Differential associations of ferritin and 25-hydroxyvitamin D with fasting glucose and diabetes risk in community dwelling older men.

Authors:
Helman Alfonso
Helman Alfonso
University of Western Australia
Australia
Jonathan Golledge
Jonathan Golledge
College of Medicine and Dentistry
Boston | United States
Paula Clancy
Paula Clancy
School of Medicine and Dentistry
Leon Flicker
Leon Flicker
University of Western Australia
Crawley | Australia
Jenny E Gunton
Jenny E Gunton
Westmead Hospital
Australia
Graeme J Hankey
Graeme J Hankey
School of Medicine and Pharmacology
New Haven | United States
Osvaldo P Almeida
Osvaldo P Almeida
School of Psychiatry & Clinical Neurosciences

Diabetes Metab Res Rev 2019 Apr 18:e3172. Epub 2019 Apr 18.

Medical School, University of Western Australia, Perth, Australia.

Aims: We examined associations of ferritin and 25-hydroxyvitamin D with fasting glucose and prevalent diabetes in older men.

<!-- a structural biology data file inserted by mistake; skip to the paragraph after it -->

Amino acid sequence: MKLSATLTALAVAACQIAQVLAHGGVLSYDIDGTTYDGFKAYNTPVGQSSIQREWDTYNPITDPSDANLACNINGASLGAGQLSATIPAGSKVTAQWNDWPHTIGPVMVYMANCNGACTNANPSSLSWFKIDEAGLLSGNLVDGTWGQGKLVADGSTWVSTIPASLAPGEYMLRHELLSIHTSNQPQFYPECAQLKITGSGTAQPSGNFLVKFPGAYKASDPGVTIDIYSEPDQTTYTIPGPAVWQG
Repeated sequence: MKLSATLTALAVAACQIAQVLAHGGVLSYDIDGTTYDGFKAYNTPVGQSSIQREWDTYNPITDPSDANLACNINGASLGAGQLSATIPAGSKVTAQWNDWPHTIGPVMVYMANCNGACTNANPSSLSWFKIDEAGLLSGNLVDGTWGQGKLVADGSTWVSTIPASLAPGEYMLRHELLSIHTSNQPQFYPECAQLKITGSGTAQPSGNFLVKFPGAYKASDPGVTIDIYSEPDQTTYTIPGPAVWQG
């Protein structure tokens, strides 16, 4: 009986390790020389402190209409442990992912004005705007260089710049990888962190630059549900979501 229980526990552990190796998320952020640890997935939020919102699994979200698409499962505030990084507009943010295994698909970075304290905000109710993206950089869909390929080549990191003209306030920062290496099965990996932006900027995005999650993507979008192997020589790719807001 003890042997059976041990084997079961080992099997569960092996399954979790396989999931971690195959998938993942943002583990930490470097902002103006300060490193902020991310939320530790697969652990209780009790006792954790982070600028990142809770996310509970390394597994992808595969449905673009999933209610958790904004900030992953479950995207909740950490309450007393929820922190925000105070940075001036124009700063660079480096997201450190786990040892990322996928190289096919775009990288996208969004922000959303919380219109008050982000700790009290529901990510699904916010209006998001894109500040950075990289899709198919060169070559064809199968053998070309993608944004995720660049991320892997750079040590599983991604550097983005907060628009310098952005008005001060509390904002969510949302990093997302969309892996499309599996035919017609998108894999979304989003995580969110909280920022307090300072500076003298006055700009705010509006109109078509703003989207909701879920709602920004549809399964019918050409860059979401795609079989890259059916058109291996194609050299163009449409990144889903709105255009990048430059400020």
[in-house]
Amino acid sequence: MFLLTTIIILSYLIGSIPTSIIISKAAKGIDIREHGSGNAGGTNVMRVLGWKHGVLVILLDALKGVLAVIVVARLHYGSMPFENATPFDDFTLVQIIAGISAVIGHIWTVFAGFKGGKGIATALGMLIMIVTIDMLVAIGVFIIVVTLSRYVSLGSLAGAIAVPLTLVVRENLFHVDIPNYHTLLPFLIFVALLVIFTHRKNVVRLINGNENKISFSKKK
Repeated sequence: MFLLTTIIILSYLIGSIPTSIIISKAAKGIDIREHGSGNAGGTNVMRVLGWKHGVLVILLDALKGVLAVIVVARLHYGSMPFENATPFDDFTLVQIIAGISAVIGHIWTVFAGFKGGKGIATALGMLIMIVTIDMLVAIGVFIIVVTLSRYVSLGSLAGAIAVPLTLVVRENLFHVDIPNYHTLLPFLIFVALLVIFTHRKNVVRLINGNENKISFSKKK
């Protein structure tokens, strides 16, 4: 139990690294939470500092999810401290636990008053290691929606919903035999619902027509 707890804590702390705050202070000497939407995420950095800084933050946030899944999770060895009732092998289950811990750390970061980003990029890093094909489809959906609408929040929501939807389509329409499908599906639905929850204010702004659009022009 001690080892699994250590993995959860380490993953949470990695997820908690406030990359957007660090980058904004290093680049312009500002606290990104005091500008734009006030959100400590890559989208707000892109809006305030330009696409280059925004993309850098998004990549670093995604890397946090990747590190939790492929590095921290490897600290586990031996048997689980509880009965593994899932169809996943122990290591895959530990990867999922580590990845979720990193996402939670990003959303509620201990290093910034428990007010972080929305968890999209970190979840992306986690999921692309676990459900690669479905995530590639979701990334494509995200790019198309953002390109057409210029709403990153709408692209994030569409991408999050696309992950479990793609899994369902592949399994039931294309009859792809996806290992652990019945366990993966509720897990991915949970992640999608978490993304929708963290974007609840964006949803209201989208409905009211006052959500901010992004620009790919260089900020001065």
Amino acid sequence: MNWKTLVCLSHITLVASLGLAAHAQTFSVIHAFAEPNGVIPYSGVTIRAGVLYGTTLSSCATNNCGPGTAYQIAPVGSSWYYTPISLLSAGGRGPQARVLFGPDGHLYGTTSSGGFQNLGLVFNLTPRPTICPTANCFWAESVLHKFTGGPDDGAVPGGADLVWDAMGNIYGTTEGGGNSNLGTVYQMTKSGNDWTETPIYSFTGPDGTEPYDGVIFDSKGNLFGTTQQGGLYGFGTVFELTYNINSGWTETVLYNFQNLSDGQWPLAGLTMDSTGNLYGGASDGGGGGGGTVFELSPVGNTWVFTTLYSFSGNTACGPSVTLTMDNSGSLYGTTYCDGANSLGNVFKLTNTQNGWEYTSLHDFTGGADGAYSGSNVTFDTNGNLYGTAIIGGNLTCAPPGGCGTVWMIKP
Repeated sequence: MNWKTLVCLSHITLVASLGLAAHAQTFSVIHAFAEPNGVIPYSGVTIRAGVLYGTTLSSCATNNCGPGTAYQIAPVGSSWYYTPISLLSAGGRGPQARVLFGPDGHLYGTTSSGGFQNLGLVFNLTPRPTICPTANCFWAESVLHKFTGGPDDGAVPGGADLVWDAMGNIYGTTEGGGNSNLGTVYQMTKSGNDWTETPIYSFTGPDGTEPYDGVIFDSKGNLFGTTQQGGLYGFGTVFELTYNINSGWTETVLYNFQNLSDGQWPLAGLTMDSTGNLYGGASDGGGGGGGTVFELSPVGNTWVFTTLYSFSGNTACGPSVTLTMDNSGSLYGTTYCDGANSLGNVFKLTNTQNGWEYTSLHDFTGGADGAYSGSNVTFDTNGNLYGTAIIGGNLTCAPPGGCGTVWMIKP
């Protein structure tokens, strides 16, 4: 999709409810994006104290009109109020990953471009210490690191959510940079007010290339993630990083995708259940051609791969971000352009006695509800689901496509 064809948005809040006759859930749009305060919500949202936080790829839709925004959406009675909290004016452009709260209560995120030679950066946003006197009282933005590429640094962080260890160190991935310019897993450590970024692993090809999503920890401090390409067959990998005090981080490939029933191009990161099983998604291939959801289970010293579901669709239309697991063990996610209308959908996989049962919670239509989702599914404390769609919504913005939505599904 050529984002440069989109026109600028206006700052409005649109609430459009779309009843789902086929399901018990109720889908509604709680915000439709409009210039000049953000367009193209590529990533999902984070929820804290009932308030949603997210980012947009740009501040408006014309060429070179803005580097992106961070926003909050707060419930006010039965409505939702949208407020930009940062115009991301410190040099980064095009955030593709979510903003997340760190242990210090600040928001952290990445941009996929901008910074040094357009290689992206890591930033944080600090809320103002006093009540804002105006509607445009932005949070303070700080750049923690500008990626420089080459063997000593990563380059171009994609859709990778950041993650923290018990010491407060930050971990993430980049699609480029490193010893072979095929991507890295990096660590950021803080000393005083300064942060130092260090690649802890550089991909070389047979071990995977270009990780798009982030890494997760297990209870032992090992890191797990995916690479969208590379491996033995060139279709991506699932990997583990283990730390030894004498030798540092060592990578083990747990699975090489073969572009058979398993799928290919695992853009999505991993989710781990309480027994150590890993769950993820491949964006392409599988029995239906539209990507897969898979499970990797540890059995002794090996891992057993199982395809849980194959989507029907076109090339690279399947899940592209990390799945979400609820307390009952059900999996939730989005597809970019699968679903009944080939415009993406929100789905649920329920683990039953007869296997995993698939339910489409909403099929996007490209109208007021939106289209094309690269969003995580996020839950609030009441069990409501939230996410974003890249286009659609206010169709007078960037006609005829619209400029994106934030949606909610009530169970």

Methods: Cross-sectional analysis of 4153 community-dwelling men aged 70 to 89 years in Western Australia. Plasma ferritin, 25-hydroxyvitamin D, and glucose were assayed. Diabetes was ascertained from self-report, medications, and fasting glucose.

Results: There were 577 men with diabetes (13.9%). In the whole cohort, ferritin was associated with fasting glucose (0.051 mmol/L per 1 SD increase in ferritin, P = .006) and 25-hydroxyvitamin D was inversely associated (-0.085 mmol/L per 1 SD, P < .001). Ferritin was not associated with prevalent diabetes (highest vs. lowest quartile; >225 vs <66 μg/L: adjusted odds ratio [OR] 0.97, 95% confidence interval [CI], 0.74-1.27, P = .83). Higher vitamin D was associated with decreased odds of prevalent diabetes (highest vs lowest quartile; >82 nmol/L vs <53 nmol/L: OR = 0.57, 95% CI = 0.43-0.75, P < .001). There was no interaction between ferritin and vitamin D on diabetes risk.

Conclusions: In older men, ferritin is associated with fasting glucose but not prevalent diabetes. Higher 25-hydroxyvitamin D concentrations are independently associated with lower fasting glucose and reduced risk of diabetes. Clinical trials are required to determine whether interventions, which raise vitamin D concentrations, would reduce incidence of diabetes in this expanding demographic group.

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Source
http://dx.doi.org/10.1002/dmrr.3172DOI Listing
April 2019

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